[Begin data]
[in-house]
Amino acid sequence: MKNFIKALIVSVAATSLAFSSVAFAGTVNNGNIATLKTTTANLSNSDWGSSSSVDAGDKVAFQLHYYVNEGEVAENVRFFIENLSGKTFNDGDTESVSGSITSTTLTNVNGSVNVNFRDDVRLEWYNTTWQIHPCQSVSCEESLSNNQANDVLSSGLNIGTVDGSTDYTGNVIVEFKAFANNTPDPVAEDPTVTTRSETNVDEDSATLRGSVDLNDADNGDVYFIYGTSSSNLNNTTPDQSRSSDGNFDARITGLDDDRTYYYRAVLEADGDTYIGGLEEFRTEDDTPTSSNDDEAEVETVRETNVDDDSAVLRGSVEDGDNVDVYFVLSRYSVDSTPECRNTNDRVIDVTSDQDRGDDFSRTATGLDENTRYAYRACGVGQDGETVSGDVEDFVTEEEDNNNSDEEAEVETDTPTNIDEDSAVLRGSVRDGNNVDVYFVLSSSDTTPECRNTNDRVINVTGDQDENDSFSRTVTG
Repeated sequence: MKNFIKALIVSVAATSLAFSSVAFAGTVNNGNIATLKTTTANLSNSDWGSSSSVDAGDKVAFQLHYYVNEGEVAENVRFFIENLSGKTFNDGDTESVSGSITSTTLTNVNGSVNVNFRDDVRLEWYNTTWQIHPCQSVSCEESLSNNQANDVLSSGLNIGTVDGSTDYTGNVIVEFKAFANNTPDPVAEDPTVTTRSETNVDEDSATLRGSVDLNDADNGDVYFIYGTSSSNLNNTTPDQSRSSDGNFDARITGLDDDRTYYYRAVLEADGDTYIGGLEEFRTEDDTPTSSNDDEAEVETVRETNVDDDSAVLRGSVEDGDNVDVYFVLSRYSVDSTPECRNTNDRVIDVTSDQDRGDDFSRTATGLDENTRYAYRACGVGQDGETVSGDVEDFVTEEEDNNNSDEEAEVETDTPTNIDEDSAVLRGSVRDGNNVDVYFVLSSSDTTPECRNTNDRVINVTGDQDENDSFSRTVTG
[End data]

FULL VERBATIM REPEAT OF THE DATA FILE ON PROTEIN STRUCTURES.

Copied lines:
[in-house]
Amino acid sequence: MKNFIKALIVSVAATSLAFSSVAFAGTVNNGNIATLKTTTANLSNSDWGSSSSVDAGDKVAFQLHYYVNEGEVAENVRFFIENLSGKTFNDGDTESVSGSITSTTLTNVNGSVNVNFRDDVRLEWYNTTWQIHPCQSVSCEESLSNNQANDVLSSGLNIGTVDGSTDYTGNVIVEFKAFANNTPDPVAEDPTVTTRSETNVDEDSATLRGSVDLNDADNGDVYFIYGTSSSNLNNTTPDQSRSSDGNFDARITGLDDDRTYYYRAVLEADGDTYIGGLEEFRTEDDTPTSSNDDEAEVETVRETNVDDDSAVLRGSVEDGDNVDVYFVLSRYSVDSTPECRNTNDRVIDVTSDQDRGDDFSRTATGLDENTRYAYRACGVGQDGETVSGDVEDFVTEEEDNNNSDEEAEVETDTPTNIDEDSAVLRGSVRDGNNVDVYFVLSSSDTTPECRNTNDRVINVTGDQDENDSFSRTVTG
Repeated sequence: MKNFIKALIVSVAATSLAFSSVAFAGTVNNGNIATLKTTTANLSNSDWGSSSSVDAGDKVAFQLHYYVNEGEVAENVRFFIENLSGKTFNDGDTESVSGSITSTTLTNVNGSVNVNFRDDVRLEWYNTTWQIHPCQSVSCEESLSNNQANDVLSSGLNIGTVDGSTDYTGNVIVEFKAFANNTPDPVAEDPTVTTRSETNVDEDSATLRGSVDLNDADNGDVYFIYGTSSSNLNNTTPDQSRSSDGNFDARITGLDDDRTYYYRAVLEADGDTYIGGLEEFRTEDDTPTSSNDDEAEVETVRETNVDDDSAVLRGSVEDGDNVDVYFVLSRYSVDSTPECRNTNDRVIDVTSDQDRGDDFSRTATGLDENTRYAYRACGVGQDGETVSGDVEDFVTEEEDNNNSDEEAEVETDTPTNIDEDSAVLRGSVRDGNNVDVYFVLSSSDTTPECRNTNDRVINVTGDQDENDSFSRTVTG